November 29, 2016 7:20 pm
Updated: November 29, 2016 7:48 pm

Newcomers aren’t the only ones adjusting to winter weather

WATCH ABOVE: It's a similar scene every year. Drivers sometimes forget how to adapt to ice and snow. Slippery roads can be tough for everyone but it can be even tougher on those who have never seen snow before, let alone driven in it. Krista Sharpe reports.

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It’s time to yield to Mother Nature because it looks like winter weather has finally arrived.

Between midnight and 10 a.m. CT Tuesday, Regina police said there were 23 collisions already reported.

Winter weather isn’t easy to navigate, and it’s even more difficult if you’ve never even seen snow before.

Isha Bhanot has only been in Canada for six months and is learning to adapt to Saskatchewan’s snowy conditions.

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“It’s the first time I’ve seen so much of snow, in my life.”

She had her full licence in India but now, is learning to drive on the snow and ice.

“It’s pretty different because there I was taking a three point turn and it was difficult to take the break there and the speed. I have to compromise with the speed also,” she said.

Although she still has some learning to do, driving instructor and owner of Royal Driving Academy, Ron Buddecke said so does everyone.

READ MORE: ‘Unacceptable’ number of winter traffic deaths in Canada vs. Sweden: docs

“Most of them are good drivers if they have driven in their own country. If they’re brand new drivers, they are just like anybody else,” he said.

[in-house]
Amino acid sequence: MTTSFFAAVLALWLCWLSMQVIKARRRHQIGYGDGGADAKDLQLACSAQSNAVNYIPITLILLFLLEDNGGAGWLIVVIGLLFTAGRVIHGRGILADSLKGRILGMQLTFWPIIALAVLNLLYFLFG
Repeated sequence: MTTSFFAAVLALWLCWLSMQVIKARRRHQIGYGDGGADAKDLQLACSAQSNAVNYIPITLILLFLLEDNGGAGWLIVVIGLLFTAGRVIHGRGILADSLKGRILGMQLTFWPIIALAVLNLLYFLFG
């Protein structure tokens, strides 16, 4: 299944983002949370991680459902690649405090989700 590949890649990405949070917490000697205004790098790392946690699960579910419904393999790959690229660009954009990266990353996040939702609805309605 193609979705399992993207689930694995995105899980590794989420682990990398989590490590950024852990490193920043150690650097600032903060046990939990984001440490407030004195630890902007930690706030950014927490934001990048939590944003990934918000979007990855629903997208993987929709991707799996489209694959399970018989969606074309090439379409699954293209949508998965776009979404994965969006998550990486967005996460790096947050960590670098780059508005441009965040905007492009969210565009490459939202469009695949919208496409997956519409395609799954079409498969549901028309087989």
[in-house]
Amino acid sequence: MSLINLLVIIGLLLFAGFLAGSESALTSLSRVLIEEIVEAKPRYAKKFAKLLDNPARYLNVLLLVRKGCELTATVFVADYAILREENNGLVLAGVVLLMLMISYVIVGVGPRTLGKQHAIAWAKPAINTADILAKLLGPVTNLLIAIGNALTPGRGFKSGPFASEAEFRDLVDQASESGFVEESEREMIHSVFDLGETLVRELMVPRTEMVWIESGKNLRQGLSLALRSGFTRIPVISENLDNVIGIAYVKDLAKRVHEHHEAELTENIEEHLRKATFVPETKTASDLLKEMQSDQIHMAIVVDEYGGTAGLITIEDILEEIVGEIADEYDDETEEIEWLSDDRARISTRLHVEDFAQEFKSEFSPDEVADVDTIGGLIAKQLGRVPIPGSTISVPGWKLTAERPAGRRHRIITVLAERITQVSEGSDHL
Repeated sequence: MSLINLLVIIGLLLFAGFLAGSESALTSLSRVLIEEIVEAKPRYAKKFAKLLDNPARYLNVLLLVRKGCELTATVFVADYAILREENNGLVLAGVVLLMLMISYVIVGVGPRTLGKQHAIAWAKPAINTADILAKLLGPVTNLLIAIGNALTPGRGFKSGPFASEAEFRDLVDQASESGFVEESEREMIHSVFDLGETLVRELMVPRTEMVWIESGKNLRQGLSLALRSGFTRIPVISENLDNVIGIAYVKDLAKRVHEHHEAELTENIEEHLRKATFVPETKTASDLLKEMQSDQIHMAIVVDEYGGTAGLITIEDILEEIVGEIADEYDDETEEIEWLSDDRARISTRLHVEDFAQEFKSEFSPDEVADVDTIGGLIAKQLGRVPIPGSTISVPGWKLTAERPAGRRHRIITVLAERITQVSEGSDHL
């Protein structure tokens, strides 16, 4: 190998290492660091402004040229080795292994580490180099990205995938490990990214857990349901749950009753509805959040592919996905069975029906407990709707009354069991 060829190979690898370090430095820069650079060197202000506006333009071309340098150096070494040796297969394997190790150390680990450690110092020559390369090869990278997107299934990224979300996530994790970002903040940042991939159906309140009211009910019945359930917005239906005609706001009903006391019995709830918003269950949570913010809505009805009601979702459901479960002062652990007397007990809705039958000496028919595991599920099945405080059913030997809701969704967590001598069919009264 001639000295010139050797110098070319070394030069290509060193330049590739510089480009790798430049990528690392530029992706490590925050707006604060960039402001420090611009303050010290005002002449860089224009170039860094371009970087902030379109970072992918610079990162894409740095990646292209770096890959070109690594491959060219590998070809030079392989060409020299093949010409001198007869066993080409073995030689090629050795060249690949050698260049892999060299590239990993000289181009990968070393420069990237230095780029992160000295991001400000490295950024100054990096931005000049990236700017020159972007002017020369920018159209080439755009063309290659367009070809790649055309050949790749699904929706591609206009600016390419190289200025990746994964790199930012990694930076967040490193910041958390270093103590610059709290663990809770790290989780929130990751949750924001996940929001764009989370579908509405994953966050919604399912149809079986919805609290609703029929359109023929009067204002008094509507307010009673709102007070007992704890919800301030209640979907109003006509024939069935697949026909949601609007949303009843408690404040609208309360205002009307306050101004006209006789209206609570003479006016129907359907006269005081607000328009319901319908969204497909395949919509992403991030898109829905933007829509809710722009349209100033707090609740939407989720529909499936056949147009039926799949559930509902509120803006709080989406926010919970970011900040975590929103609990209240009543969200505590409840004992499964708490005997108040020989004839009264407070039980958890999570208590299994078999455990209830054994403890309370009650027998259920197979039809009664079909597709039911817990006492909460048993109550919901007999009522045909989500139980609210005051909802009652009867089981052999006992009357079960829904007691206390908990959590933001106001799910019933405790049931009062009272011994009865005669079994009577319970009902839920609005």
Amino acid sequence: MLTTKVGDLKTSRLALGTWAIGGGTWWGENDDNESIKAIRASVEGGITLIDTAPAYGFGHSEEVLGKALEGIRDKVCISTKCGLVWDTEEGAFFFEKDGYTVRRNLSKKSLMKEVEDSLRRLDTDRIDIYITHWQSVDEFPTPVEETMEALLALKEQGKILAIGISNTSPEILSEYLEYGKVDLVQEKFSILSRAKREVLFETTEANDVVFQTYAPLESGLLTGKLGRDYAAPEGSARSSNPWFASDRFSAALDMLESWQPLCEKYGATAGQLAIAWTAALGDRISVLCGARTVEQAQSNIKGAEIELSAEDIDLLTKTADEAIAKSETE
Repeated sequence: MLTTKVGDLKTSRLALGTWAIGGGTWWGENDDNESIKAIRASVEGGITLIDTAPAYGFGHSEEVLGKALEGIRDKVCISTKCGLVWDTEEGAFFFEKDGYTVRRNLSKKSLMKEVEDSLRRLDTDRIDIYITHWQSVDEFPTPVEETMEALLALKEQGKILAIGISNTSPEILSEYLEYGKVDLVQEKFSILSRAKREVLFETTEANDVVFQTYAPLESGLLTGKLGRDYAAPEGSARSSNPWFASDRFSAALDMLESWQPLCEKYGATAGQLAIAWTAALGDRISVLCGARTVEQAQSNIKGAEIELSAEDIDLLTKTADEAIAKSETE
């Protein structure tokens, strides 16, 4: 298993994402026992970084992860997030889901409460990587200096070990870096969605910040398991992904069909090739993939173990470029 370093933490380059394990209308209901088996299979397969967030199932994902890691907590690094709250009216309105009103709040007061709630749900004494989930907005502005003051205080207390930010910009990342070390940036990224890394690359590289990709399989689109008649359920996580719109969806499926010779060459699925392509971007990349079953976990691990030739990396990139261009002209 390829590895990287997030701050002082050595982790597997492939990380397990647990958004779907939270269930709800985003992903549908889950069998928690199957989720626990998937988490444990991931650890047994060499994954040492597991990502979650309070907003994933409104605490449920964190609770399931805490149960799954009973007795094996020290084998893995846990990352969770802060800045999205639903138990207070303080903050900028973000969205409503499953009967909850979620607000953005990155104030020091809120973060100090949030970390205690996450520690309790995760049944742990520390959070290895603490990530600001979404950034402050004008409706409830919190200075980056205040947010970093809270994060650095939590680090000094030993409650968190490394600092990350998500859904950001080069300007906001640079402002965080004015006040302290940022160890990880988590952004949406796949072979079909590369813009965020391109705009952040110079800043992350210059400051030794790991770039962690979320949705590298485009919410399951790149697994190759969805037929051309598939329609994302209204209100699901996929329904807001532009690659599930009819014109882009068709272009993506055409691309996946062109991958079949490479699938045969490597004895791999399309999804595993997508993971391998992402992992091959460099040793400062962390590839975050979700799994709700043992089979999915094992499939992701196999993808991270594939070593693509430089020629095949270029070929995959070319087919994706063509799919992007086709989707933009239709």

Buddecke said new immigrants from warmer climates are not used to slippery conditions. However, he notes that on the first snow fall, some born and raised Canadians forget basic rules too.

“Slow down, that’s the secret to being safe. Slow down for fog, visibility, snow, rain,” Buddecke said.

“Just slow down,”

Isha said some parts of driving in Canada are easier, adding that the speed limits are slower in Regina. She also said honking is heard much less often.

“Driving in India is very different because we have the other hand side driving, and then we have dedicated left turns, dedicated right turns, slip roads, roundabouts, so rules here are totally different,” Bhanot added.

She has only been in Canada for six months, and has only experienced two snow falls. She said she has been lucky enough to not have to clean off the car yet. She leaves that work to someone else.

“No, my husband. He is a nice guy, really nice.”

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